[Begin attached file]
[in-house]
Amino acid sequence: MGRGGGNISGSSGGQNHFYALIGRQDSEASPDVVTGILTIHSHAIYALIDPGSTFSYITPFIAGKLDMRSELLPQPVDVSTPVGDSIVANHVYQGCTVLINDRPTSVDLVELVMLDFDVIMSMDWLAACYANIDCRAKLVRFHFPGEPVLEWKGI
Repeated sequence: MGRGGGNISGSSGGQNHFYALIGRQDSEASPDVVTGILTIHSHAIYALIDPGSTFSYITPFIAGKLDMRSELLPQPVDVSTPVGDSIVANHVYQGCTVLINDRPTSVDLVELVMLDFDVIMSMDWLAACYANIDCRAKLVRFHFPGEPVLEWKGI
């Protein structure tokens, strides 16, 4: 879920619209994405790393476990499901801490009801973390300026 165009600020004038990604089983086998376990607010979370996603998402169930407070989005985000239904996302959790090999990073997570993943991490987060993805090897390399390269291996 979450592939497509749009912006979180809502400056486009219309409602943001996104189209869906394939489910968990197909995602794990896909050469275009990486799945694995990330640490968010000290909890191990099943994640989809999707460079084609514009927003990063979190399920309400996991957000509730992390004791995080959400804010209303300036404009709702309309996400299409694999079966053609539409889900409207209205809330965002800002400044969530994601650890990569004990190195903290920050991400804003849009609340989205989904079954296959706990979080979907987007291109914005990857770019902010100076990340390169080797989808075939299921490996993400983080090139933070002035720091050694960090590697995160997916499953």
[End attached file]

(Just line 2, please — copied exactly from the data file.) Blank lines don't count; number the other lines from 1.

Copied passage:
Amino acid sequence: MGRGGGNISGSSGGQNHFYALIGRQDSEASPDVVTGILTIHSHAIYALIDPGSTFSYITPFIAGKLDMRSELLPQPVDVSTPVGDSIVANHVYQGCTVLINDRPTSVDLVELVMLDFDVIMSMDWLAACYANIDCRAKLVRFHFPGEPVLEWKGI